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Today's Family Magazine

Symbolic adoption benefits animals in zoo and the wild

Jul 17, 2017 04:02PM ● By Today's Family

This summer’s featured Adopt an Animal is the black rhinoceros, a nod to the zoo’s black rhino, Kibibbi (pictured), who is expecting a calf in 2018. Black rhinos are critically endangered in the wild, and their population has declined an estimated 98% since 1960. For adoption levels and to donate, visit

Submitted by Cleveland Zoological Society

Did you know red pandas have a “thumb” that helps them climb and grasp bamboo?  Do you know why black rhinoceros are critically endangered in the wild?

Discover the answers - and learn much more about the animals at Cleveland Metroparks Zoo - by becoming an Adopt an Animal ZooParent.

Adopt an Animal is a long-standing program managed by the Cleveland Zoological Society, the nonprofit partner and advocate of Cleveland Metroparks Zoo.  The Zoo Society works to raise awareness of and philanthropic support for the zoo and its programming.  Adopt an Animal is one way private donations are helping make Cleveland Metroparks Zoo one of the top in the nation.

For more than 25 years, people in the Cleveland area and beyond have been donating to symbolically adopt an animal.  Individuals, companies and small groups - Boy Scout troops, school classrooms, even yoga classes! - have donated.  The money raised supports the world-class animal care at Cleveland Metroparks Zoo and enhances the zoo’s international conservation programming.  The zoo works with partners in more than two dozen countries around the globe to secure a future for several iconic species including giraffe, gorilla and tigers.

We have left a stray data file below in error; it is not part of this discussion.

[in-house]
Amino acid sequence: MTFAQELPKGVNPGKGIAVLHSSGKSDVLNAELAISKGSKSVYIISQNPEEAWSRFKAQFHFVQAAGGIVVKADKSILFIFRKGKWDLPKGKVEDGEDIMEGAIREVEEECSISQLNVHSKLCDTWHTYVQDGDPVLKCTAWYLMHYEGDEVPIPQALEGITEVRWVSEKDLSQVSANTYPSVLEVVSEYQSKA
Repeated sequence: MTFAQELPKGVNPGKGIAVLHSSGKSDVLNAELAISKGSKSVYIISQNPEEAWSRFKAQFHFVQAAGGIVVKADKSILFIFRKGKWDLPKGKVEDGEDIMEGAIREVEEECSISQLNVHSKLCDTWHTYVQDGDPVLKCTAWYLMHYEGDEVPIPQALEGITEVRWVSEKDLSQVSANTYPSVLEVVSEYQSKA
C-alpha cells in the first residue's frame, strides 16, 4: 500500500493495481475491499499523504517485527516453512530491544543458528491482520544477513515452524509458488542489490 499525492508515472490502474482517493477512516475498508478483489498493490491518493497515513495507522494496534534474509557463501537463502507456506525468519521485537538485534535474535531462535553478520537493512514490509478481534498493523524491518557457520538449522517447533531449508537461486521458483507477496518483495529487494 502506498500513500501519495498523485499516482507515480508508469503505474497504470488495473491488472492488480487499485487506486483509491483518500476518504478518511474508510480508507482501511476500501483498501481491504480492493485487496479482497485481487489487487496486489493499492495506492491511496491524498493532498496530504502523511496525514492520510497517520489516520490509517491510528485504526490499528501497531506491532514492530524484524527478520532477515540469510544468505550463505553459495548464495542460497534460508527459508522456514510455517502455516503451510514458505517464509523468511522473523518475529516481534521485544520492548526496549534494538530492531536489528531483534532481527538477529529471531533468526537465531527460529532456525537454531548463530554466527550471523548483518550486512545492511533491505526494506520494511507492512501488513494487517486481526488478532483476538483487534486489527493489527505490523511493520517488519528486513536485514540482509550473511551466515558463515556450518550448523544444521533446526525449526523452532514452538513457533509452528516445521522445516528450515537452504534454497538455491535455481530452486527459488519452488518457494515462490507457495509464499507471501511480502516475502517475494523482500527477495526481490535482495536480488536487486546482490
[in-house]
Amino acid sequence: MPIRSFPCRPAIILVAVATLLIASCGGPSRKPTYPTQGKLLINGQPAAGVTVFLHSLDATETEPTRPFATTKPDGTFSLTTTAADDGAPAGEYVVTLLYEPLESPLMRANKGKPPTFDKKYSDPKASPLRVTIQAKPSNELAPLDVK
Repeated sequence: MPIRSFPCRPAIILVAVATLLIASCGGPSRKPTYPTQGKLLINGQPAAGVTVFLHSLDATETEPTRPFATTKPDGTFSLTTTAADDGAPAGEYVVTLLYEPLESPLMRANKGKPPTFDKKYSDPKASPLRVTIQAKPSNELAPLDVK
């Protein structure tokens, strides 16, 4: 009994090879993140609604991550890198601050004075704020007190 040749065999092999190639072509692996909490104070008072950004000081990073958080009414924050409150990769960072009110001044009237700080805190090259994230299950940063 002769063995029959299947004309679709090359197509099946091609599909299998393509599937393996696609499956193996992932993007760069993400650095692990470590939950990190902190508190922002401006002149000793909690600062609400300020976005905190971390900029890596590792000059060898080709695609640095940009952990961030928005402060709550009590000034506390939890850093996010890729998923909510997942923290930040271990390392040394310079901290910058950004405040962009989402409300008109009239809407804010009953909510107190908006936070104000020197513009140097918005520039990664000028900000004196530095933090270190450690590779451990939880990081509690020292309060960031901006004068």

A 2016 survey of ZooParents indicated that overwhelmingly, people are participating to support the zoo.  More than 90% of survey participants said they will renew their adoption the following year because they “care about zoo animals and conservation.”

“In recent months, many of our loyal supporters have shared their top priorities for the zoo. These include strengthening our collective role in wildlife conservation and ensuring the Zoo provides great homes for all of the animals in our care – and we agree,” said Zoo Society executive director Elizabeth Fowler.

“In response to this survey, the Zoo Society has revamped Adopt an Animal for 2017, with a more streamlined list of animals, a digital-only adoption package and a greater focus on animals of conservation concern,” said Fowler.

Newly written and designed animal fact sheets will add news about the zoo’s conservation partners around the globe.  Personalized certificates and a variety of benefits depending on the level of donation help connect ZooParents to wildlife at the zoo.  Featured animals will continue to change each season and include a plush.

“Some of the program’s most popular animals like the elephant and tiger will remain, but we’re also adding animals with important conservation stories like the trumpeter swan, which was all but extinct from Ohio in the 1970s before the Cleveland Metroparks Zoo and other organizations worked on an extensive reintroduction program to sustain the species in the wild,” said Zoo Society annual fund manager Ashley Walker.

Also new in 2017 is a digital-only package that makes wonderful gifts for the little ones in your life.  Recipients get an email from the gift giver with PDF fact sheets and certificates to download and print at home.

For details and to adopt an animal, please visit

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